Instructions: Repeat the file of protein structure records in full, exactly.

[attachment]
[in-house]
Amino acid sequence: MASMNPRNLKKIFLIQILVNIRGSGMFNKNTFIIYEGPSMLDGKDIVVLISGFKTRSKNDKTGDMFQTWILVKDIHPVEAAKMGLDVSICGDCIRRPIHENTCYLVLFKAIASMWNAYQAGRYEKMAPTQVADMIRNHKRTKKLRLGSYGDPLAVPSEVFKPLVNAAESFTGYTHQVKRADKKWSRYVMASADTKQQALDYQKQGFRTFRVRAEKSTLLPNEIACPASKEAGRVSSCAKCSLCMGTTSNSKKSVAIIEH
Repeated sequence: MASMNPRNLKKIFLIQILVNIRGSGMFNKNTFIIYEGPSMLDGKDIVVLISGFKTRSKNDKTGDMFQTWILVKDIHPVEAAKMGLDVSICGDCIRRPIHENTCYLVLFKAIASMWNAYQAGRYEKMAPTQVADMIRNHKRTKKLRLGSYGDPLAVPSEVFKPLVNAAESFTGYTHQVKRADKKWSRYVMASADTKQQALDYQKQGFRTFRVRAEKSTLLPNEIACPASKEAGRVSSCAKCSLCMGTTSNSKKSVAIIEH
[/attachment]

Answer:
[in-house]
Amino acid sequence: MASMNPRNLKKIFLIQILVNIRGSGMFNKNTFIIYEGPSMLDGKDIVVLISGFKTRSKNDKTGDMFQTWILVKDIHPVEAAKMGLDVSICGDCIRRPIHENTCYLVLFKAIASMWNAYQAGRYEKMAPTQVADMIRNHKRTKKLRLGSYGDPLAVPSEVFKPLVNAAESFTGYTHQVKRADKKWSRYVMASADTKQQALDYQKQGFRTFRVRAEKSTLLPNEIACPASKEAGRVSSCAKCSLCMGTTSNSKKSVAIIEH
Repeated sequence: MASMNPRNLKKIFLIQILVNIRGSGMFNKNTFIIYEGPSMLDGKDIVVLISGFKTRSKNDKTGDMFQTWILVKDIHPVEAAKMGLDVSICGDCIRRPIHENTCYLVLFKAIASMWNAYQAGRYEKMAPTQVADMIRNHKRTKKLRLGSYGDPLAVPSEVFKPLVNAAESFTGYTHQVKRADKKWSRYVMASADTKQQALDYQKQGFRTFRVRAEKSTLLPNEIACPASKEAGRVSSCAKCSLCMGTTSNSKKSVAIIEH